The last ferry arrives to Edwards Island.
As dusk sets in, a small group of high school seniors gather around a bonfire for a night of partying before life takes them their separate ways.
But all is not as it seems on this island…
One last night of partying on a supposedly empty island. A chance to kick back, drink, play Truth or Slap, and maybe connect with that crush you’ve secretly had for a while. But something on the island has other plans. Playing as Alex, you explore this decommissioned military base, and uncover some restless mysteries.
Your childhood friend Ren describes the island on the long ferry ride over. Once a shortwave radio listening post back in World War 2, the island is now uninhabited except for one old woman, and a small tourist shopping area open during the daytime. On the ferry with Alex and Ren is Alex’s new stepbrother, Jonas. Although her stepbrother, he is mostly a stranger, having just moved in with Alex when her father remarried. You will spend a large portion of the game exploring the island with Jonas, and constantly looming between them is the reason that Alex’s original parents broke up; the drowning of her natural brother, Michael.
On the island, this group of three meets up with the last two characters, Nona, who Ren secretly has a crush on, and Clarissa, who was Micheal’s girlfriend and resents Alex, and may even blame her for his death.
The writers at Night School Studios, formerly from Telltale and Disney, along with some terrific voice acting create a cast of characters that are very believable, with various tensions informing the dialogue between them. Jonas wants to make friends with his new sister, Ren wants to impress Nona, and Clarissa, well she’s just kind of mean.
This rich characterization strengthens the best part of this game, the dialogue. As you are walking and exploring the island, the characters are almost always talking. A colored speech bubble forms over the character speaking, and when it is Alex’s turn, two or three choices mapped to the top three controller buttons appear above her. You must choose quickly, as in real conversation, or she will say nothing. Conversation flows very naturally because of this mechanic. Alex can interrupt another character, climb a rock as she speaks, and it all flows and feels very dynamic. Although Bioware, Bethesda, and Telltale were pioneers in branching conversations, their interfaces feel clunky compared to Oxenfree’s smooth natural conversations.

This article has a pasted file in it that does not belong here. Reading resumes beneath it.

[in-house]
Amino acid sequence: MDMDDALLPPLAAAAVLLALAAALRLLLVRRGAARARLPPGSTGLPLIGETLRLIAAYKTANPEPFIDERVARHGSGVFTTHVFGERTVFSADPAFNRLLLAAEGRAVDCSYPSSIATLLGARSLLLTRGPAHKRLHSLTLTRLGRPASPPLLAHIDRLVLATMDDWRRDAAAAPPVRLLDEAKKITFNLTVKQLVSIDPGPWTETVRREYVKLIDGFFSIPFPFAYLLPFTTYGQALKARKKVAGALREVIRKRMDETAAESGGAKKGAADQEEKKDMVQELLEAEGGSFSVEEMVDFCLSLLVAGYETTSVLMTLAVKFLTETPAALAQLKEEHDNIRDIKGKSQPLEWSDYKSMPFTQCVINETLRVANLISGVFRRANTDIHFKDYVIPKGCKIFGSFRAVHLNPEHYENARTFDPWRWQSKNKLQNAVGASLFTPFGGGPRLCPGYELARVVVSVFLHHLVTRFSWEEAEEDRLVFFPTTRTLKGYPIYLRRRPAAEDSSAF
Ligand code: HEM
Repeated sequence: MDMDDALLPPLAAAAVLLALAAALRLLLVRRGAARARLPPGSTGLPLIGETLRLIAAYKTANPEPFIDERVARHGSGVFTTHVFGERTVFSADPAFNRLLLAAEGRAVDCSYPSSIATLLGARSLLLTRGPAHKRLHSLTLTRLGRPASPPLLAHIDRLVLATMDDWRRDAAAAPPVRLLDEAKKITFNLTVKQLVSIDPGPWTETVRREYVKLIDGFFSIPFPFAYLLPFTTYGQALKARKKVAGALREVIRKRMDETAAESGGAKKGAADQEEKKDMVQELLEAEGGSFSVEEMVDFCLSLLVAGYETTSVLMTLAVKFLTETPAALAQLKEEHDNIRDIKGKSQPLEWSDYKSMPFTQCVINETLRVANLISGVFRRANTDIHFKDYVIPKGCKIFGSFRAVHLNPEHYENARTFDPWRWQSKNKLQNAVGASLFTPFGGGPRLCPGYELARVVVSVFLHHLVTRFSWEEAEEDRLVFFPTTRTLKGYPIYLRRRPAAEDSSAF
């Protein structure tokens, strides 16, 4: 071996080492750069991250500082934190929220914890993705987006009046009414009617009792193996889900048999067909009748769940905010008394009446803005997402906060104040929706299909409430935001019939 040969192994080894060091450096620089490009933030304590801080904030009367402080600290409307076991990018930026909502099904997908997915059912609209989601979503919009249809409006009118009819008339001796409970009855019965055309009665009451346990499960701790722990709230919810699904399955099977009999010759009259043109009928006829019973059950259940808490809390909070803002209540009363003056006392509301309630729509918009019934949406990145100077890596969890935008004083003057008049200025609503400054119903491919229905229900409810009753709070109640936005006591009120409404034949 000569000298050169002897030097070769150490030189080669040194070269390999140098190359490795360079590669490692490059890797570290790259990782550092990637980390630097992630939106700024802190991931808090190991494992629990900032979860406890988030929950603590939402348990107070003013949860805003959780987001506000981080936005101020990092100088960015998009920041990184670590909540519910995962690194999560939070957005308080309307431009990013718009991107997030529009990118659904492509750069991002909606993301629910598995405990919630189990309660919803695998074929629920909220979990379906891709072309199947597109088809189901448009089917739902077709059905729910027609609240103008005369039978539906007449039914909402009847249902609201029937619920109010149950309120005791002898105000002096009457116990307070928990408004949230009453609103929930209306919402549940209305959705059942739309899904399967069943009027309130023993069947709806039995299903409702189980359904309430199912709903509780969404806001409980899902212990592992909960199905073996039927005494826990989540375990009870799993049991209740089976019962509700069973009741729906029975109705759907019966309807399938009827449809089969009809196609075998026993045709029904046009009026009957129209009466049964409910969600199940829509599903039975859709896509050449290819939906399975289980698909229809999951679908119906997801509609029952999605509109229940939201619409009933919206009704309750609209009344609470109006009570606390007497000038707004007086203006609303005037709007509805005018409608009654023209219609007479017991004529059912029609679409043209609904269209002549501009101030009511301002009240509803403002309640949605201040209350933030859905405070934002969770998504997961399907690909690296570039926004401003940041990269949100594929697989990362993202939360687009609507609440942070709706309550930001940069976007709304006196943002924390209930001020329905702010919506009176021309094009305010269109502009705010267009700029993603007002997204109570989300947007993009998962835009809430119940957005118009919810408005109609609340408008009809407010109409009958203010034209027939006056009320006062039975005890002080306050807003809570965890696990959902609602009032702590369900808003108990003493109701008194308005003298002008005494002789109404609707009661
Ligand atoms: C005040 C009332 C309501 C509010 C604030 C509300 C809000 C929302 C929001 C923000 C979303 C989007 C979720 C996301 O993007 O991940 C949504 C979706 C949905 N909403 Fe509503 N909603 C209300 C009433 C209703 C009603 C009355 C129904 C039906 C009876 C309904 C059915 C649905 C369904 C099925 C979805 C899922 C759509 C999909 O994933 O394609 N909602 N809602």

As you wander the island and interact with objects, you will find supernatural anomalies. Many of these are unlocked by tuning Alex’s radio, which is quickly accessed by the controller’s shoulder button. The island is supposed to be out of range of any normal transmissions, but you will quickly learn that there is not empty dead air as you spin the tuning dial. Tuning the dial as you are walking gives you something else to do as you explore the island, and since you visit every area at least twice, it gives the game a fresh reason to do so.
In between the frequencies that unlock secrets, there are also great creepy snippets of old songs or news transmissions that give great flavor to the time period of the island’s mystery. I don’t want to spoil the mystery of the game, since the game is about five hours long, but I will say that it is eerie and spooky more than frightening jump scare type material. The world around you will warp around you, as the transmissions are tuned in, and the radio is the key for the puzzles you come across. Here’s a small taste of what is in store for you:
The whimsical art style suits the game’s exploration of the island and dialogue between characters, yet still manages to be effective in the scary parts. Between dialogue and radio transmissions, Oxenfree also features a fantastically haunting soundtrack by scntfc.
Highly Recommended (with qualifiers)
If you feel you would enjoy a game that mixes 80’s movies like Goonies, Stand By Me and Poltergeist, enjoy a good story and rich characterization, I highly recommend this game. If you like a lot of action in your games, or don’t appreciate games with short length, you may want to pass on this title.
A review copy of Oxenfree was not provided.
As always, you can hear my thoughts on this and other games on the Plug and Play podcast.